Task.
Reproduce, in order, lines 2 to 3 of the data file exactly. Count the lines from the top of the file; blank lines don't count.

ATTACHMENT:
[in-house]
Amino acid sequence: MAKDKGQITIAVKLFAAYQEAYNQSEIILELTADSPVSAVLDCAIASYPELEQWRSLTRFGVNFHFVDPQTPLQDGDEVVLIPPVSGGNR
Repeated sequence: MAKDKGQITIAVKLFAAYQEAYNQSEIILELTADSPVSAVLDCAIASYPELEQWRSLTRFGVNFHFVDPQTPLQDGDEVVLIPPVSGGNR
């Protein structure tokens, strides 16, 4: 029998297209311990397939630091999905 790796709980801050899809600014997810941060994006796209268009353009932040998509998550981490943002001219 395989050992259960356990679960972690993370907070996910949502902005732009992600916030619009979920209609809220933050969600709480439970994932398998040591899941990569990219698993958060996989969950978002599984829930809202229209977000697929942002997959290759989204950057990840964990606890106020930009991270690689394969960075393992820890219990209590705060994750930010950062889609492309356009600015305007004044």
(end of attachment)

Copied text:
Amino acid sequence: MAKDKGQITIAVKLFAAYQEAYNQSEIILELTADSPVSAVLDCAIASYPELEQWRSLTRFGVNFHFVDPQTPLQDGDEVVLIPPVSGGNR
Repeated sequence: MAKDKGQITIAVKLFAAYQEAYNQSEIILELTADSPVSAVLDCAIASYPELEQWRSLTRFGVNFHFVDPQTPLQDGDEVVLIPPVSGGNR